Figure 4.
 
A linear relationship is seen between the maximal depth of tissue ablation and the magnitudes of myopic treatments for identical initial and final asphericities (dQ = 0) in prolate and oblate corneas. When the initial asphericity (Q 1) is preserved, the slope of the depth of ablation linear increase is proportional to Q 1.
Figure 5.
 
The influence of the variation of asphericity on the maximal depth of ablation. For the same magnitude of myopia treatment, the maximal depth of ablation increases when dQ is negative (increased prolateness of the final corneal profile). This additional depth is proportional to the absolute value of dQ and is independent of the initial asphericity or the magnitude of diopteric correction.
Figure 5.
 
The influence of the variation of asphericity on the maximal depth of ablation. For the same magnitude of myopia treatment, the maximal depth of ablation increases when dQ is negative (increased prolateness of the final corneal profile). This additional depth is proportional to the absolute value of dQ and is independent of the initial asphericity or the magnitude of diopteric correction.
Figure 6.
 
The theoretical induced variation in asphericity consecutive to different maximal central epithelial thickening with no paraxial refractive change after excimer laser correction of myopia is shown for different optical zone (OZ) diameters. The y-axis shows the value of the modified asphericity (Q 2) for an initial asphericity of −0.3. For an optical zone of 6 mm, 7 μm of central epithelial hyperplasia is sufficient to induce an oblate final corneal contour (Q 2 > 0). The corresponding magnitudes of epithelial hyperplasia for optical zones of 5 and 8 mm are 3 and 21 μm, respectively.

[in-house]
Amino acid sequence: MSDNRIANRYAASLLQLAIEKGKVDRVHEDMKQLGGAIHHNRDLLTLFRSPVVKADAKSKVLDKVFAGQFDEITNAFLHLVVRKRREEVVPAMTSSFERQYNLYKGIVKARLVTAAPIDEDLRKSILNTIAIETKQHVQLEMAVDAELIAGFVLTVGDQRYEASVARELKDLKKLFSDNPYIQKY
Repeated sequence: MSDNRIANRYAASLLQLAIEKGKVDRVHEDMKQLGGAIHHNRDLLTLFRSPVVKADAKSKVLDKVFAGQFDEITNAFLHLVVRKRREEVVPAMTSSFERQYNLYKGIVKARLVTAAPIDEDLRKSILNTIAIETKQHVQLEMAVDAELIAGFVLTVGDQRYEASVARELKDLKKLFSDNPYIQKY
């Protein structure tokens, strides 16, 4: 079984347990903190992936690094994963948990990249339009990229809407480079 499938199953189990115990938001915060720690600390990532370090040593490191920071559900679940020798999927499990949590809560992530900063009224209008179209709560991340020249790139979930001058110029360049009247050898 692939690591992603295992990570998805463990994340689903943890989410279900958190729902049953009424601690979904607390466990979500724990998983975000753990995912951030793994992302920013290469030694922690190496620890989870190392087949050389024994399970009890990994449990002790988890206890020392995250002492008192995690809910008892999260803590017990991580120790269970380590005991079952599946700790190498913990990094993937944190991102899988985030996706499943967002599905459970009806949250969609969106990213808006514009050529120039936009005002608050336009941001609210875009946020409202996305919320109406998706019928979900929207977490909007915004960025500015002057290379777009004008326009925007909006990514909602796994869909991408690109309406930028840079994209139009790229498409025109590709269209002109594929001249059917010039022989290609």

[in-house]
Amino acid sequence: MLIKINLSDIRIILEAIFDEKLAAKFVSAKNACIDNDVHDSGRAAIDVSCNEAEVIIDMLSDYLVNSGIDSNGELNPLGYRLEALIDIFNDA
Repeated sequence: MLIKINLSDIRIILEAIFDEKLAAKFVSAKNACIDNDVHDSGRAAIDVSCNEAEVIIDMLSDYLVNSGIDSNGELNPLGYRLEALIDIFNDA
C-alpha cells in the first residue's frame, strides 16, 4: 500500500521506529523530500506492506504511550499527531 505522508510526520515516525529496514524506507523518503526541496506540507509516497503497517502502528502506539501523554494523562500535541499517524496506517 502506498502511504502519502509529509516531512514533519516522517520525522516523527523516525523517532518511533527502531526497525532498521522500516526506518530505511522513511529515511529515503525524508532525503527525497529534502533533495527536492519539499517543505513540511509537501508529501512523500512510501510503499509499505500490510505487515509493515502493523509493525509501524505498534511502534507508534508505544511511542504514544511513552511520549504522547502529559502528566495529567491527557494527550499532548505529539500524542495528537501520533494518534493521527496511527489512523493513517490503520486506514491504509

Figure 6.
 
The theoretical induced variation in asphericity consecutive to different maximal central epithelial thickening with no paraxial refractive change after excimer laser correction of myopia is shown for different optical zone (OZ) diameters. The y-axis shows the value of the modified asphericity (Q 2) for an initial asphericity of −0.3. For an optical zone of 6 mm, 7 μm of central epithelial hyperplasia is sufficient to induce an oblate final corneal contour (Q 2 > 0). The corresponding magnitudes of epithelial hyperplasia for optical zones of 5 and 8 mm are 3 and 21 μm, respectively.
Table 1.
 
Comparisons of Ablation Depths Using Equations 7 , 5 , and 4
Table 1.
 
Comparisons of Ablation Depths Using Equations 7 , 5 , and 4
Magnitude of Treatment (D) Munnerlyn Term* Approximated Depth, † Actual Depth, ‡
−1 13.35 14.83 15.00
−2 26.70 29.67 29.91
−3 40.06 44.50 44.74
−4 53.41 59.34 59.50
−5 66.76 74.17 74.17
−6 80.12 89.00 88.77
−7 93.47 103.84 103.30
−8 106.82 118.67 117.76
−9 120.18 133.51 132.15
−10 133.53 148.35 146.47
−11 146.90 163.18 160.74
−12 160.24 178.01 174.95
−13 173.60 192.85 189.10
−14 186.94 207.68 203.20
Table 2.
 
Increments in Depths of Ablation Corresponding to Increased Negative Asphericity of −0.1 Units
Table 2.
 
Increments in Depths of Ablation Corresponding to Increased Negative Asphericity of −0.1 Units
Optical Zone Diameter (mm) Initial Radius of Curvature (R 1, mm)
7.8 7.5 8.1
4.0 0.42 0.47 0.37
4.5 0.67 0.76 0.60
5.0 1.03 1.16 0.91
5.5 1.51 1.69 1.34
6.0 2.13 2.40 1.90
6.5 2.94 3.30 2.62
7.0 3.95 4.44 3.53
7.5 5.21 5.86 4.65
8.0 6.74 7.58 6.02
×
×

This PDF is available to Subscribers Only

Sign in or purchase a subscription to access this content. ×

You must be signed into an individual account to use this feature.

×